This week the media reported on a story regarding a transgender woman and a confrontation at a Planet Fitness location. (You can read the HuffPo story or the Fox News story.) Member Yvette Cormier complained at her local Planet Fitness that a transgender individual was in the women’s locker room. The company has a non-discrimination policy allowing members to use whichever locker room matches their self-identified gender. Cormier then proceeded to
warn inform other women that there was a man in the locker room. Planet Fitness subsequently cancelled Cormier’s membership. The transgender woman ]entered the locker room to put up her coat and purse and then later retrieved it. The story has subsequently ignited a small political fire.
We’ll leave that political fire to be stoked by others and use this opportunity to discuss these types of situations in a Texas employment context as it relates to employment law from federal law, through Texas anti-discrimination law, down to local anti-discrimination ordinances.
Transgender restroom issues in Texas
Virtually identical situations arise in the workplace where transgender employees either transition after obtaining employment or have already transitioned prior to obtaining employment. Then conflict arises between the employees regarding which restroom transgender employees should use. Often it is biological women concerned with the presence of a male to female transgender employee using the women’s restroom. These cases have been the subject of employment discrimination litigation for well over a decade. Still, the law on the issue is still not entirely clear. Part of the reason for the lack of clarity is the imperfect fit of federal employment discrimination law and the patchwork of state and local laws.
Federal employment laws and transgender restroom access
Federal law does not specifically prohibit discrimination against transgender employees. Attorneys and judges have crudely fit it for that purpose. The Title VII of the Civil Rights Act of 1964 prohibits discrimination on the basis of sex. Over time judges and employment attorneys extended it to include how an individual dresses and behaves within gender expectations. These cases primarily arose from women treated less favorably because they did not tightly fit gender expectations of dressing in a feminine manner or behaving in a demure or submissive manner.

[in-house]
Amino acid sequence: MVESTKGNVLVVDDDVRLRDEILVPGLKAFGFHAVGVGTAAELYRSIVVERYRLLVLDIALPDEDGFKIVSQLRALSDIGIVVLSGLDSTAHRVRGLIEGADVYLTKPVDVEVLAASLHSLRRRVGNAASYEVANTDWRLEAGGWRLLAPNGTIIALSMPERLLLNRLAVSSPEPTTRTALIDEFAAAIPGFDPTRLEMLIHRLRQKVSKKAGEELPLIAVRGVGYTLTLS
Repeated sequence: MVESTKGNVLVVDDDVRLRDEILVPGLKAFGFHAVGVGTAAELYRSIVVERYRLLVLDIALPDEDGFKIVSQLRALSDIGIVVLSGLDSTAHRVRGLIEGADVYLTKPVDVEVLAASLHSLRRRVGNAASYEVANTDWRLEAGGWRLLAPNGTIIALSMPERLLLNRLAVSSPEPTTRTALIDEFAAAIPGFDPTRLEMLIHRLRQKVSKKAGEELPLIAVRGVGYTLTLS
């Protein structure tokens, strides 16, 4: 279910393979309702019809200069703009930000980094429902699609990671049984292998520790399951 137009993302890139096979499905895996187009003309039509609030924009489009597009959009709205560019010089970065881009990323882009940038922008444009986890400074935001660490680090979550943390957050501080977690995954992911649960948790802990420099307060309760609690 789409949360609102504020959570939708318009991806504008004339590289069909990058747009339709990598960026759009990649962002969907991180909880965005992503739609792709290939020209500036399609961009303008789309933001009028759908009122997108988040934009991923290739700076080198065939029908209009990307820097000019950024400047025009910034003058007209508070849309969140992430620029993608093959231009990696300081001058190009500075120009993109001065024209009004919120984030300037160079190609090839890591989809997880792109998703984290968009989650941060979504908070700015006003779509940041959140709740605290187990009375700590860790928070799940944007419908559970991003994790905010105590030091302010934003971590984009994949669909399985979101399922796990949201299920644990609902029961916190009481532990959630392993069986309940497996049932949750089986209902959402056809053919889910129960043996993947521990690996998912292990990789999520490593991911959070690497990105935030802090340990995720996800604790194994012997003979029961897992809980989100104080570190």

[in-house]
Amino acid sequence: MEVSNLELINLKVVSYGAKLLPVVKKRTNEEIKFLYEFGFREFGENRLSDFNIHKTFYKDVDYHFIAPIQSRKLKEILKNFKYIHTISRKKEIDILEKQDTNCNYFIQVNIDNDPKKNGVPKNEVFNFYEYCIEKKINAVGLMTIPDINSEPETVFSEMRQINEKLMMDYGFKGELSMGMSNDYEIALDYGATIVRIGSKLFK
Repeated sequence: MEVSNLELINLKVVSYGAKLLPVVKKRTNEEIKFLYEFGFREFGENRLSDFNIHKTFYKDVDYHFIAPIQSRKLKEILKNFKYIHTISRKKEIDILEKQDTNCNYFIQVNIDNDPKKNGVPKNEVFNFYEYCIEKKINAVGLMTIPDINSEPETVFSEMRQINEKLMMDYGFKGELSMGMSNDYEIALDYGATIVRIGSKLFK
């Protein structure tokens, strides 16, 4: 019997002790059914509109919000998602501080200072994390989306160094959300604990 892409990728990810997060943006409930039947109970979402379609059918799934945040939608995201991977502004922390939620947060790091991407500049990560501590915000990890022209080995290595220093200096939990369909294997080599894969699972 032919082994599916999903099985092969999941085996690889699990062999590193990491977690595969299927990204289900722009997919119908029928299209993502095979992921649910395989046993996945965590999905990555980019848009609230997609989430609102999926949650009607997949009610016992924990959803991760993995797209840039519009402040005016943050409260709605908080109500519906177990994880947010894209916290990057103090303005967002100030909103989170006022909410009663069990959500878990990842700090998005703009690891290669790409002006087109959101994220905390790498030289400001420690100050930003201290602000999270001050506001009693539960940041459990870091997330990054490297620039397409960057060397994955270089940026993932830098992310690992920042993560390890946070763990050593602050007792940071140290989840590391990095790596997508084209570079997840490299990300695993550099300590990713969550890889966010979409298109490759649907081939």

The Supreme Court of the United States weighed in and held that discrimination on the basis of gender expectations violates the anti-sex discrimination provisions of Title VII. This rule has been applied to men who were harassed or otherwise discriminated against for not fitting gender expectations of masculinity. This same analysis of Title VII has been applied to transgender employees who do not conform to the gender expectations of their birth sex. This has led to federal discrimination suits for transgender discrimination in employment over restroom access and other issues.
Federal court analysis of employment law protections in Texas
The federal courts are not entirely in agreement on this Title VII analysis. Last year a Texas federal court in San Antonio held discrimination against transgender employees was not a form of discrimination prohibited under the sex stereotyping analysis (Eure v. Sage Corp.). As a result of a growing conflict among the federal courts on the issue, the EEOC has established guidance confirming transgender discrimination is an unlawful form of discrimination under Title VII. This guidance is not authoritative over the courts nor is it the final word on the issue. The EEOC is also pursuing litigation in federal courts on the issue to help create law on the subject which will likely conclude in a Supreme Court decision.